1. Limited time only! Sign up for a free 30min personal tutor trial with Chegg Tutors
    Dismiss Notice
Dismiss Notice
Join Physics Forums Today!
The friendliest, high quality science and math community on the planet! Everyone who loves science is here!

Harmonic Oscillator

  1. Apr 25, 2017 #1
    1. The problem statement, all variables and given/known data

    I am having issues with d) and would like to know if I did the a, b, and c correctly. I have tried to look online for explanation but with no success.

    A harmonic oscillator executes motion according to the equation x=(12.4cm)cos( (34.4 rad /s)t+ π/5 ) .

    a) Determine the amplitude of the oscillation.
    b) Determine the maximum velocity of the oscillation.
    c) Determine the period of the oscillation.
    d) Determine when the object is at its equilibrium position.

    2. Relevant equations
    max v=Aw
    T=1/f

    3. The attempt at a solution
    a) Determine the amplitude of the oscillation.

    Amplitude would just be 12.4cm, we can take it straight out from the equation.

    b) Determine the maximum velocity of the oscillation.

    max v=Aw=0.124m*34.4rad/s=4.27m/s

    c) Determine the period of the oscillation.

    Here we know that 2π rad is one turn so 34.4 rad is 5.48 turns.
    So we have 5.48 turns per second.

    T=1/f=1/5.48=0.183secs

    d) Determine when the object is at its equilibrium position.

    I know that the object is in equilibrium when x=0, so
    0=(12.4cm)cos( (34.4 rad /s)t+ π/5 )

    I may be missing some algebra skills, but I even try to compute it online and it wields no solution. What am I doing wrong?
     
  2. jcsd
  3. Apr 25, 2017 #2

    gneill

    User Avatar

    Staff: Mentor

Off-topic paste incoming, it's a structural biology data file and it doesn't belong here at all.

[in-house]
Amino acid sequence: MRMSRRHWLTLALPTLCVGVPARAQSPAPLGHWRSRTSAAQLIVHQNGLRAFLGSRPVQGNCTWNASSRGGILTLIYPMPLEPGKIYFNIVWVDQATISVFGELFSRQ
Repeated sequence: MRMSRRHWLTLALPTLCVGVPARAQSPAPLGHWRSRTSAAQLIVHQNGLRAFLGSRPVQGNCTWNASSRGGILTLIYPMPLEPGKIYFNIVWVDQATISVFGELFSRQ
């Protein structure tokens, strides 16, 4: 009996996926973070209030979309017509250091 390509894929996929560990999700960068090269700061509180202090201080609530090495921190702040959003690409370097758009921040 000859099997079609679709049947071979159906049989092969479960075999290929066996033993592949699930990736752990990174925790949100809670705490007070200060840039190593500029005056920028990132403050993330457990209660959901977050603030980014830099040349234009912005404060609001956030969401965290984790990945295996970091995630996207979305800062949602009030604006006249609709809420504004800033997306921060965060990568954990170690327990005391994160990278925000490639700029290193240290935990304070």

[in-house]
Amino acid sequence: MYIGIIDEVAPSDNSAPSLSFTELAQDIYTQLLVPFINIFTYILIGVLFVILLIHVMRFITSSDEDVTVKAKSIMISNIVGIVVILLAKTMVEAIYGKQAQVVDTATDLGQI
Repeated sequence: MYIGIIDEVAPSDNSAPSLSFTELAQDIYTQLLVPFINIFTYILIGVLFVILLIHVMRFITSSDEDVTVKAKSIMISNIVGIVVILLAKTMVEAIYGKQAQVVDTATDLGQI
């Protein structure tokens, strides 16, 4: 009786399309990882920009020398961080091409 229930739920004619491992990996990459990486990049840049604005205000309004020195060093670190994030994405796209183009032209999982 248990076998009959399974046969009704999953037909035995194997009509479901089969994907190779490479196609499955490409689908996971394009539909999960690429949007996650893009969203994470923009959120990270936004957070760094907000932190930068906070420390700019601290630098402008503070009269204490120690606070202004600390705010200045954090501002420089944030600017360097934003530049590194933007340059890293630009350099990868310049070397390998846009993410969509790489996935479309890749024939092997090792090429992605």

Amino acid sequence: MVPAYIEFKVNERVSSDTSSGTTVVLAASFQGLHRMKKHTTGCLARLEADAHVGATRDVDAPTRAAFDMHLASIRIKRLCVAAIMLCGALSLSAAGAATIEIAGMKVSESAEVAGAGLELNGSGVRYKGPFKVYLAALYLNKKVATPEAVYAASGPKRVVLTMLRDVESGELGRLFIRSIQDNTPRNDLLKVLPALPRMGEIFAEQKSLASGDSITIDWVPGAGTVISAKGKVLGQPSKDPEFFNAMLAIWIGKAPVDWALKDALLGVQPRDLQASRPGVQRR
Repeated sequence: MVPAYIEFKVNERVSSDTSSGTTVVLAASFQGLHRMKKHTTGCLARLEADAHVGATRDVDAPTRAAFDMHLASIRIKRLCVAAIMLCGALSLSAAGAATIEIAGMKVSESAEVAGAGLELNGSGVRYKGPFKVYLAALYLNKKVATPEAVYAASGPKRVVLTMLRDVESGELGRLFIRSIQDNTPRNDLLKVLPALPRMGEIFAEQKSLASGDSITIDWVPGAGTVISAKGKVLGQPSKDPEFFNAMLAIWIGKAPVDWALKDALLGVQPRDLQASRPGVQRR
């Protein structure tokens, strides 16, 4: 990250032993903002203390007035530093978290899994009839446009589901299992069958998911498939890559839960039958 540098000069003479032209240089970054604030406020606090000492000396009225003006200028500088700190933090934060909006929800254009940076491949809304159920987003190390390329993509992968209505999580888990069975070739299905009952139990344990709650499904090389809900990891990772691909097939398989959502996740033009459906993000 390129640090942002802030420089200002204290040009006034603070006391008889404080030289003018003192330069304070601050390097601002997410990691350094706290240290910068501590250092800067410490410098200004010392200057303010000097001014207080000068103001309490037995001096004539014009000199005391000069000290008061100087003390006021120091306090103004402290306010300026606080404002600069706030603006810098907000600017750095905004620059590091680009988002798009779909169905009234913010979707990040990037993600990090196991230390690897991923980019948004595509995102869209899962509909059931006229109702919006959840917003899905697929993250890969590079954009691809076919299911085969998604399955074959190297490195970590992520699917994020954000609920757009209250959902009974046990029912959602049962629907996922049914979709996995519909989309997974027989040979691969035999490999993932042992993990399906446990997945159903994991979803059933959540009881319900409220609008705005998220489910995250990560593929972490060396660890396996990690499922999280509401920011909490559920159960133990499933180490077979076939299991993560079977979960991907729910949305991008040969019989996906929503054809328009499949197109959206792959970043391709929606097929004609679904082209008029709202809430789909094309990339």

Your work on parts (a) through (c) looks fine.

    For part (d), consider what the argument of the cosine function needs to be for the cosine to be zero. (Hint: there are many such angles)
     
  4. Apr 25, 2017 #3
    So cos( (34.4 rad /s)t+ π/5 ) need to equal 0?

    (34.4rad/s)t+π/5 has to be equal to π/2 or 3π/2?
     
  5. Apr 25, 2017 #4
    That is going to wield t= 0.02739s and 0.1187s, does not feel right though because a period takes 0.183secs.
     
  6. Apr 25, 2017 #5

    gneill

    User Avatar

    Staff: Mentor

    Yes.

    In fact, the cosine will be zero every time its argument is equivalent to π/2 or 3π/2. You should be able to write it as a function of n, where n = 0,1,2,.... Or you can solve for the first instance (n = 0 so that the argument is π/2) and then it will happen every half period after that.
     
Know someone interested in this topic? Share this thread via Reddit, Google+, Twitter, or Facebook

Have something to add?
Draft saved Draft deleted



Similar Discussions: Harmonic Oscillator
  1. Harmonic Oscillator (Replies: 15)

  2. Harmonic Oscillations (Replies: 10)

  3. Harmonic oscillator (Replies: 2)

  4. Harmonic Oscilator (Replies: 5)

  5. Harmonic oscillator (Replies: 9)

Loading...